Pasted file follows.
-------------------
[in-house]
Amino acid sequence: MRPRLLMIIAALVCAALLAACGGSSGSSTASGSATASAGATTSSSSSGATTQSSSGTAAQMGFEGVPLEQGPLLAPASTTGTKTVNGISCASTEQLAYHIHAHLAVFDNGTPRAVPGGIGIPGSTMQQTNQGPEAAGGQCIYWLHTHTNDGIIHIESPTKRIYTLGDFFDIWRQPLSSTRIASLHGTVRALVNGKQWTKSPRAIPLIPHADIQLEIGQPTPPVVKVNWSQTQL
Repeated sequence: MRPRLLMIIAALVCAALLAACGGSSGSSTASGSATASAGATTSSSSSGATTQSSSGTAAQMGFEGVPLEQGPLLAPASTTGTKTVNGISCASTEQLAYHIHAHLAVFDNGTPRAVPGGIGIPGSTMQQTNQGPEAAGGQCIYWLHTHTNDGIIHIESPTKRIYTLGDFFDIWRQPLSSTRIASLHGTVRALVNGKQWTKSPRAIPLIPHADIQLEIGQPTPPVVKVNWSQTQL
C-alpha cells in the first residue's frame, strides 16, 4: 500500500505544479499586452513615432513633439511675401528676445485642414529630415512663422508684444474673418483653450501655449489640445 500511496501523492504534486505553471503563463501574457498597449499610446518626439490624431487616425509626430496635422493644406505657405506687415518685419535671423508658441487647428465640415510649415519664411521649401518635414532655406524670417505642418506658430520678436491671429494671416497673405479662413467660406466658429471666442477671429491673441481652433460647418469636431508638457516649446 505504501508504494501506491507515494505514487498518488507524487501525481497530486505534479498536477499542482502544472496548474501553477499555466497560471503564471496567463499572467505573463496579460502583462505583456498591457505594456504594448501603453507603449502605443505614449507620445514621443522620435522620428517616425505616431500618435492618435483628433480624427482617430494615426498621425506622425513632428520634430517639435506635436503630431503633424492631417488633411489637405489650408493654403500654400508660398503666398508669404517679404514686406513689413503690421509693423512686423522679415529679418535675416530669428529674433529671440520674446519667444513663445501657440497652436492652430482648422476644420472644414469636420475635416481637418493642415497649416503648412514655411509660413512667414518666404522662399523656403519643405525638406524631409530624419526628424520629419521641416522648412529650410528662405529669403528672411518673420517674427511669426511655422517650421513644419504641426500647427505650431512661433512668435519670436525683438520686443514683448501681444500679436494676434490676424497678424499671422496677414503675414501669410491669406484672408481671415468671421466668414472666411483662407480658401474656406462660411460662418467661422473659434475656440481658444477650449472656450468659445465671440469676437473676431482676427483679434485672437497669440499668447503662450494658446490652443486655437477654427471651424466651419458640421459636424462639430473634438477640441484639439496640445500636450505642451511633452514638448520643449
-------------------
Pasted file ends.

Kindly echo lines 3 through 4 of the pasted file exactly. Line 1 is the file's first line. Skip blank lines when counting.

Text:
Repeated sequence: MRPRLLMIIAALVCAALLAACGGSSGSSTASGSATASAGATTSSSSSGATTQSSSGTAAQMGFEGVPLEQGPLLAPASTTGTKTVNGISCASTEQLAYHIHAHLAVFDNGTPRAVPGGIGIPGSTMQQTNQGPEAAGGQCIYWLHTHTNDGIIHIESPTKRIYTLGDFFDIWRQPLSSTRIASLHGTVRALVNGKQWTKSPRAIPLIPHADIQLEIGQPTPPVVKVNWSQTQL
C-alpha cells in the first residue's frame, strides 16, 4: 500500500505544479499586452513615432513633439511675401528676445485642414529630415512663422508684444474673418483653450501655449489640445 500511496501523492504534486505553471503563463501574457498597449499610446518626439490624431487616425509626430496635422493644406505657405506687415518685419535671423508658441487647428465640415510649415519664411521649401518635414532655406524670417505642418506658430520678436491671429494671416497673405479662413467660406466658429471666442477671429491673441481652433460647418469636431508638457516649446 505504501508504494501506491507515494505514487498518488507524487501525481497530486505534479498536477499542482502544472496548474501553477499555466497560471503564471496567463499572467505573463496579460502583462505583456498591457505594456504594448501603453507603449502605443505614449507620445514621443522620435522620428517616425505616431500618435492618435483628433480624427482617430494615426498621425506622425513632428520634430517639435506635436503630431503633424492631417488633411489637405489650408493654403500654400508660398503666398508669404517679404514686406513689413503690421509693423512686423522679415529679418535675416530669428529674433529671440520674446519667444513663445501657440497652436492652430482648422476644420472644414469636420475635416481637418493642415497649416503648412514655411509660413512667414518666404522662399523656403519643405525638406524631409530624419526628424520629419521641416522648412529650410528662405529669403528672411518673420517674427511669426511655422517650421513644419504641426500647427505650431512661433512668435519670436525683438520686443514683448501681444500679436494676434490676424497678424499671422496677414503675414501669410491669406484672408481671415468671421466668414472666411483662407480658401474656406462660411460662418467661422473659434475656440481658444477650449472656450468659445465671440469676437473676431482676427483679434485672437497669440499668447503662450494658446490652443486655437477654427471651424466651419458640421459636424462639430473634438477640441484639439496640445500636450505642451511633452514638448520643449